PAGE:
Published May 7, 2019 | Version v1
Poster Open

Study of the influencing effect of fire effluents on the proteinaceous paint layers

  • 1. Institute for the Protection of the Cultural Heritage of Slovenia
  • 2. Slovenian National Building and Civil Engineering Institute

Description

Fire disasters can pose a great threat to cultural heritage objects. The consequences of fire flames
and fire effluents (FE) are almost always disastrous and still represent uncertainty regarding how and to
what extent they affect the environment. Furthermore, their negative effect can continue long after the fire
has been extinguished. The fire behaviour can nowadays be monitored by different devices, such as cone
calorimeter (ISO-5660), smoke density chamber (ISO-5659), etc.
In this work, we employed bench-scale test in order to study the influence of FE on the
proteinaceous paint layers. Two sets of model samples (one containing lead white-egg yolk tempera paints
and the other pure egg yolk binder applications) were prepared to follow and to better understand the overall
fire impact (i.e., effects of temperature and FE). Untreated spruce was selected as burning material. Model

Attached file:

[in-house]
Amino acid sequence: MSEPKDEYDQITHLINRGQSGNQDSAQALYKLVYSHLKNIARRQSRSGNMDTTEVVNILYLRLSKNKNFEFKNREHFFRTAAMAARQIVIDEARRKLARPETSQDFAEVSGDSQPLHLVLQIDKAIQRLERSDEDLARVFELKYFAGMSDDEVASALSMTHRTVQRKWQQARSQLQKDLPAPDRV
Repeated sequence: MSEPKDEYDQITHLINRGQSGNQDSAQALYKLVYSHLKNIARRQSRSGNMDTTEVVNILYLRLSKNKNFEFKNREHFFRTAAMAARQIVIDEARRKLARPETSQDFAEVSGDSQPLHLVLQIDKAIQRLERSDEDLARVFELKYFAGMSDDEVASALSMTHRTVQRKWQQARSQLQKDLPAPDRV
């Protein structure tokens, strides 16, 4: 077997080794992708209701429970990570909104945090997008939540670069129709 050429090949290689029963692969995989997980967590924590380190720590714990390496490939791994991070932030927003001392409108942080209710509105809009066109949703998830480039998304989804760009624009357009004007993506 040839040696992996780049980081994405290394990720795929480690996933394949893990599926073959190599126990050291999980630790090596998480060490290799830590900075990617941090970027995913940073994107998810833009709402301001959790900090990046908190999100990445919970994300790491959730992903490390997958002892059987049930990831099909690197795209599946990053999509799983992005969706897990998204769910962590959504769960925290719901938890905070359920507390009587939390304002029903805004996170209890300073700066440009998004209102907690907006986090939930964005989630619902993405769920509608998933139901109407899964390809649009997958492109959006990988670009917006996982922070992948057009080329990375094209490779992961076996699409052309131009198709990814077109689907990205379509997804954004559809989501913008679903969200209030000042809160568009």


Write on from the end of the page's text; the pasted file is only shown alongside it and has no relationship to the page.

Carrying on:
samples were placed in special chambers (influence of FE) and in a special designed holder mounted on
top of the cone calorimeter stack (influence of FE and increased temperature) during the exposure to FE.
Overall experiment lasted approximately 20 minutes, while the temperature on top of the stack varied
between 200 and 400 °C. Furthermore, the design of the experiment allowed the investigation of exposure
time. Molecular changes of exposed samples have been investigated by non-invasive reflection and
conventional FTIR, and Raman spectroscopy, while the colour change was evaluated by colourimetry. The
latter increased in relation to time of exposure due to either paint degradation, adsorption of effluents and/or
deposition of soot. The most significant changes were determined for the samples, exposed for longer
times. The appearance of additional IR band placed at 1,529 cm–1 suggested the presence of iminium ion,
which can form when protonated formaldehyde, generated by burning process of wood, react with protein
amine group [1]. Moreover, other alteration products such as lead oxide, were also detected.

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Funding

InnoRenew CoE – Renewable materials and healthy environments research and innovation centre of excellence 739574
European Commission